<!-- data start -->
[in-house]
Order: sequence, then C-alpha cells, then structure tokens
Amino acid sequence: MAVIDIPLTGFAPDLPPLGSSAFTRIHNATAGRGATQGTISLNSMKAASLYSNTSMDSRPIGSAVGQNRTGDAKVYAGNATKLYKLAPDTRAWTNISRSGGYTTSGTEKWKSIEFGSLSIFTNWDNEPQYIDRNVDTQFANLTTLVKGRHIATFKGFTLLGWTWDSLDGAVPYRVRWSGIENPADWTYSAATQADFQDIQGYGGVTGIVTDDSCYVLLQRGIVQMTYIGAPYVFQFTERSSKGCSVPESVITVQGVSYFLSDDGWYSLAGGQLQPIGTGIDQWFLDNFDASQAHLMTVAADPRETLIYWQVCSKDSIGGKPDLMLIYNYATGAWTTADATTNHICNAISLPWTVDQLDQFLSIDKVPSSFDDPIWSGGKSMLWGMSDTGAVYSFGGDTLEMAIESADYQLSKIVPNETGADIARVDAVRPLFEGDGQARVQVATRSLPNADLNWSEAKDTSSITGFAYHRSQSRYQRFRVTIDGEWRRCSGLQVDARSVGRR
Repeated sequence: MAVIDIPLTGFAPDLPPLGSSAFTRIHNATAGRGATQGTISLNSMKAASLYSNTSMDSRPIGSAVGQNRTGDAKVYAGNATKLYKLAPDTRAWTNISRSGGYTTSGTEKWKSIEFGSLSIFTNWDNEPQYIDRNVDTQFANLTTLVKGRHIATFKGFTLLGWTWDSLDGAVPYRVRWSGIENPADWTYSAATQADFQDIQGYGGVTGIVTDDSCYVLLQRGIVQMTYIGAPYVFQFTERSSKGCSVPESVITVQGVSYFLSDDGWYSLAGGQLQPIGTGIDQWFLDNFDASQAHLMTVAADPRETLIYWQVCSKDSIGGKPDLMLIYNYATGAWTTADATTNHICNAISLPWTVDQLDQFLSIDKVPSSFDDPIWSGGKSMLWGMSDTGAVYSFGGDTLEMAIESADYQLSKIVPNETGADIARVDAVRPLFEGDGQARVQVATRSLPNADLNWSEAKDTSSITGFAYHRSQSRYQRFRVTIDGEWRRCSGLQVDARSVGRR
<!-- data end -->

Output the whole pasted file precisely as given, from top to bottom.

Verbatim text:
[in-house]
Order: sequence, then C-alpha cells, then structure tokens
Amino acid sequence: MAVIDIPLTGFAPDLPPLGSSAFTRIHNATAGRGATQGTISLNSMKAASLYSNTSMDSRPIGSAVGQNRTGDAKVYAGNATKLYKLAPDTRAWTNISRSGGYTTSGTEKWKSIEFGSLSIFTNWDNEPQYIDRNVDTQFANLTTLVKGRHIATFKGFTLLGWTWDSLDGAVPYRVRWSGIENPADWTYSAATQADFQDIQGYGGVTGIVTDDSCYVLLQRGIVQMTYIGAPYVFQFTERSSKGCSVPESVITVQGVSYFLSDDGWYSLAGGQLQPIGTGIDQWFLDNFDASQAHLMTVAADPRETLIYWQVCSKDSIGGKPDLMLIYNYATGAWTTADATTNHICNAISLPWTVDQLDQFLSIDKVPSSFDDPIWSGGKSMLWGMSDTGAVYSFGGDTLEMAIESADYQLSKIVPNETGADIARVDAVRPLFEGDGQARVQVATRSLPNADLNWSEAKDTSSITGFAYHRSQSRYQRFRVTIDGEWRRCSGLQVDARSVGRR
Repeated sequence: MAVIDIPLTGFAPDLPPLGSSAFTRIHNATAGRGATQGTISLNSMKAASLYSNTSMDSRPIGSAVGQNRTGDAKVYAGNATKLYKLAPDTRAWTNISRSGGYTTSGTEKWKSIEFGSLSIFTNWDNEPQYIDRNVDTQFANLTTLVKGRHIATFKGFTLLGWTWDSLDGAVPYRVRWSGIENPADWTYSAATQADFQDIQGYGGVTGIVTDDSCYVLLQRGIVQMTYIGAPYVFQFTERSSKGCSVPESVITVQGVSYFLSDDGWYSLAGGQLQPIGTGIDQWFLDNFDASQAHLMTVAADPRETLIYWQVCSKDSIGGKPDLMLIYNYATGAWTTADATTNHICNAISLPWTVDQLDQFLSIDKVPSSFDDPIWSGGKSMLWGMSDTGAVYSFGGDTLEMAIESADYQLSKIVPNETGADIARVDAVRPLFEGDGQARVQVATRSLPNADLNWSEAKDTSSITGFAYHRSQSRYQRFRVTIDGEWRRCSGLQVDARSVGRR